The Supreme Court upholds the Crow Tribe’s right to hunt in Wyoming

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FIVE-OF-FOUR decisions usually indicate that the Supreme Court is divided along ideological lines. In the term that ended last June, 14 of the 19 cases resolved by a 5-4 vote pitted the five Republican-appointed justices against the four Democratic picks. Sometimes there are unexpected sequences. Last year, Judge Neil Gorsuch joined the liberal justices against his fellow conservatives in an immigrant rights case. He did the same two months ago in a decision that favored the Yakama Nation in Washington state. On May 20, Judge Gorsuch went left again to stand up for Native American rights. The decision, Herrera v. Wyoming, honoring the 1868 treaty between the Crow Tribe (the Apsáalooke in their language) and the federal government.

The story behind the case began in the winter of 2013, when Clayvin Herrera and a group of Crow hunters found a small herd of elk from Montana across the Wyoming state line into the Bighorn National Forest. After killing three animals, Mr. Herrera and his fellow hunters carried the meat back to the reservation in Montana to feed their families and other members of the tribe. Wyoming soon accused and convicted Mr. Herrera of illegal hunting, but the crow member believed he was well within his rights under the Fort Laramie Treaty at the time of the Rev. – construction. In exchange for ceding 30m acres of land to the United States, the Crow would enjoy “the right to hunt on the vacant lands of the United States as long as game is found thereon, and as long as that there may be peace between the white people and the Indians. on the boundaries of the hunting grounds.”

The lower courts accepted this argument, telling Mr. Herrera that the treaty was invalid. Ward v Race Horse, Supreme Court ruling since 1896. Race Horse argued that Idaho’s Bannock tribe had lost its hunting rights on federal land when Wyoming gained statehood. Part of being a sovereign state, the Supreme Court reasoned, is that it has control over wildlife and game within the state’s borders. But a hundred years later, the Supreme Court walked away from Race Horse. In Minnesota v Mille Lacs Band of Chippewa Indians (1999), a 5-4 liberal majority, concluded that Aboriginal treaty rights are not “terminated by statehood” after all.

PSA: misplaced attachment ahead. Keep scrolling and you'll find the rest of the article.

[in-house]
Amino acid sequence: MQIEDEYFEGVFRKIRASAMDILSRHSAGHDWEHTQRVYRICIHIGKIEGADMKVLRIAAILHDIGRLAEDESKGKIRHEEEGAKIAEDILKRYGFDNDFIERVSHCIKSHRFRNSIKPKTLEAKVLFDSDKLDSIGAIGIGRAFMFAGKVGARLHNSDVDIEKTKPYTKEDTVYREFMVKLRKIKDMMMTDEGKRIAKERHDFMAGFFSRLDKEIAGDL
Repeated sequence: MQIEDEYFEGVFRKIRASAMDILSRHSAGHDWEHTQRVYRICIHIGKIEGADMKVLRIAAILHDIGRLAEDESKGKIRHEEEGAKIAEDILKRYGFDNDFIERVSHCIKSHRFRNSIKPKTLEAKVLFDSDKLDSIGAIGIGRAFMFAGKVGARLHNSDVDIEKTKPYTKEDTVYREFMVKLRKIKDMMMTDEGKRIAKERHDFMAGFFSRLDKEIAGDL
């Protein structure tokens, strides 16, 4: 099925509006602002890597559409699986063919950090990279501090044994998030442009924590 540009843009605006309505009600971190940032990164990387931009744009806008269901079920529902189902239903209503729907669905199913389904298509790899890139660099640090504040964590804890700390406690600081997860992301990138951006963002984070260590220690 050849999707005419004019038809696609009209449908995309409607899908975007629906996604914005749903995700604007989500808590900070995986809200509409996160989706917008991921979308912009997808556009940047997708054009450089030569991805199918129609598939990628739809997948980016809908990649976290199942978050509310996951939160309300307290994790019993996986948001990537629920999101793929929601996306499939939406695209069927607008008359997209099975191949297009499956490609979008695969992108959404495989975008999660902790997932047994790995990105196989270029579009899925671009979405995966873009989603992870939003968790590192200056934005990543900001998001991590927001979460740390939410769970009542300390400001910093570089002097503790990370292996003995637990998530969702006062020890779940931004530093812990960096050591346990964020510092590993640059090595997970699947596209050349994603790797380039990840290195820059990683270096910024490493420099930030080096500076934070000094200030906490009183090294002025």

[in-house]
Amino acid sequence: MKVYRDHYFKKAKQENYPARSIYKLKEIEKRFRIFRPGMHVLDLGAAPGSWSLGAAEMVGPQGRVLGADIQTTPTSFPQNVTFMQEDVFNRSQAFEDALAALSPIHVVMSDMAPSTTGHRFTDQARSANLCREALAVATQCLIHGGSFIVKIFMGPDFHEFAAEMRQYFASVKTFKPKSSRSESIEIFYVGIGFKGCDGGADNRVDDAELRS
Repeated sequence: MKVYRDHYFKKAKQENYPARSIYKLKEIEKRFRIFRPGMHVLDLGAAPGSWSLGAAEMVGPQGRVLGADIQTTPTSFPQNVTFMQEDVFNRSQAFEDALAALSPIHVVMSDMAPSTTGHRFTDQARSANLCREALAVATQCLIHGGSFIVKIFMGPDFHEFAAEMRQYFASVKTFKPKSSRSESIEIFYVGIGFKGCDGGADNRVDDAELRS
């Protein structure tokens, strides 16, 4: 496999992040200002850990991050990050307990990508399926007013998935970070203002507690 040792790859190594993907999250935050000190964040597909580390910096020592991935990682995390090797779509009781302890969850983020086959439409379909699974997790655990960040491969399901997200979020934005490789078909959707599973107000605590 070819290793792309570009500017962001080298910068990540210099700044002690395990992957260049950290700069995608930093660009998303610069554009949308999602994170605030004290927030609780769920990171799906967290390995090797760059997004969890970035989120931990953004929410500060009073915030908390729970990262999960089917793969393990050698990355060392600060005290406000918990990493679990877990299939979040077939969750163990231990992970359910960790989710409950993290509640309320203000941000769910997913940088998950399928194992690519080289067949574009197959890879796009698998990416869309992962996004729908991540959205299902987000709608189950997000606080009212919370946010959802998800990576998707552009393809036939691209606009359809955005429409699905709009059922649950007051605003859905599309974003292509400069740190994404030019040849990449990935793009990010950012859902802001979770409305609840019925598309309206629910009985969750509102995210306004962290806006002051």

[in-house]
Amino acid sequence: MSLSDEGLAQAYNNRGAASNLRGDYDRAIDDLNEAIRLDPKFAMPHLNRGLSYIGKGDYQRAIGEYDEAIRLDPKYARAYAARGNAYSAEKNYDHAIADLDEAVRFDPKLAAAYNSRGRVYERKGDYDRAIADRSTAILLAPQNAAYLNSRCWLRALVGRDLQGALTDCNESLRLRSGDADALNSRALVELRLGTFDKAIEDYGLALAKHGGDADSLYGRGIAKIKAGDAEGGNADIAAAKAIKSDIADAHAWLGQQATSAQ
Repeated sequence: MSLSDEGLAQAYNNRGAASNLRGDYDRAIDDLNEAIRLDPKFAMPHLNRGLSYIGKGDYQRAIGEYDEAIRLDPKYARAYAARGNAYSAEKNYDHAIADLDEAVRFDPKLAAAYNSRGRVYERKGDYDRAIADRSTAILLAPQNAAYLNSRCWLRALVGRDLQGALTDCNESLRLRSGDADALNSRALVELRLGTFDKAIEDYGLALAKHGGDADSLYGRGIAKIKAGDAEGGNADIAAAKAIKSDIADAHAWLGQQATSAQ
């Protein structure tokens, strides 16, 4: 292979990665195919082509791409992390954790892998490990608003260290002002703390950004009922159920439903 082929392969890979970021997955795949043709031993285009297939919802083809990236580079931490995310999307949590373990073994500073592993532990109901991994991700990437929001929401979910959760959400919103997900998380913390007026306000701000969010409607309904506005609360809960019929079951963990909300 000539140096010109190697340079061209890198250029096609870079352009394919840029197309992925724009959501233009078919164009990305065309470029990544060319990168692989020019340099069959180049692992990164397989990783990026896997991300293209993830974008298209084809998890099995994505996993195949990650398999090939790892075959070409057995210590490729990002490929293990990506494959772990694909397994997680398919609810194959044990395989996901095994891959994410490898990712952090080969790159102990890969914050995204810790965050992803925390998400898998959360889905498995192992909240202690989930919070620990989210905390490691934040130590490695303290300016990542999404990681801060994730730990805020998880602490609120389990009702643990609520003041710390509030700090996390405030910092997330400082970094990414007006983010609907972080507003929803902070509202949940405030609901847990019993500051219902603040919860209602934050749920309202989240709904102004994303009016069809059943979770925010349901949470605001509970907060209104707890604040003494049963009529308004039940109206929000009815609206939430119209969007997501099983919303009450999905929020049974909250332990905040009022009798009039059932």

In a majority opinion by Justice Sonia Sotomayor, the Supreme Court was responsible Mille Lacs to the crow’s right to pursue game on federal land. Herrera it started with a little history. “The Crow Tribe lived in what is now present-day Montana more than three centuries ago,” Justice Sotomayor wrote. “The tribe was nomadic, and its members hunted game for a living”. After the treaty of 1868, when the Wyoming Territory was established, Congress promised that the new designation would not “impair the rights of person or property now belonging to the Indians in that territory, provided” and that these rights would not be extinguished by contract”. The Herrera the majority had to face it too Crow Tribe of Indians v Repsis, a 1996 ruling by the Tenth Circuit Court of Appeals held that because Bighorn National Park was not “vacant” within the meaning of the 1868 treaty, the Crow had no right to take their hunting rifles there.

Justice Sotomayor dismissed Repsis by clarifying it Race Horse replaced Mille Lacs. The 1999 ruling had “consumed both lines of reasoning in race horse”, the court held, and “The critical inquiry for the treaty termination analysis is whether Congress has specifically abrogated an Indian treaty right or whether a point of termination stated in the treaty itself has been satisfied”. The court’s decision in Herrera Is this, then: Without both a clear word from Congress and a clause in the treaty that explains the terms of its own dissolution, the promise of 1868 to the Crow tribe must be kept. In case of any future uncertainty, race horseThe idea that statehood means the loss of Indian rights is “abandoned,” Justice Sotomayor wrote.

Regarding the claim that the Bighorn is “no man” and therefore closed to Native American hunting, Justice Sotomayor called for more common sense. “Treaty analysis begins with the text”, she wrote, “and the terms of the treaty are interpreted as ‘the Indians would naturally understand them’.” There is no doubt that the crow “would have understood the word ‘vacant’ to denote a place uninhabited or settled by non-Indians”. Since white men were not (and are not) moving into homes in the park, the Crow would have no reason to describe it as inhabited land.

A blunt dissent from Justice Samuel Alito called the majority’s opinion “unusual.” How, he asked, could the court “plough ahead” with its interpretation of the 1868 treaty without adequately addressing the reasons for the decision in Repsis? In any case, the park is not “empty”, wrote Justice Alito, so Mr. Herrera and his fellow tribal members must hold out. The tone of the dissent strikes a note of incongruity with the plain reading of most of the treaty. Justice Gorsuch’s concurrence on the liberal interpretation provides Herrera added weight and no surprise: a Coloradan, he came to the Supreme Court from the Tenth Circuit, where he was attentive to questions of tribal jurisdiction.

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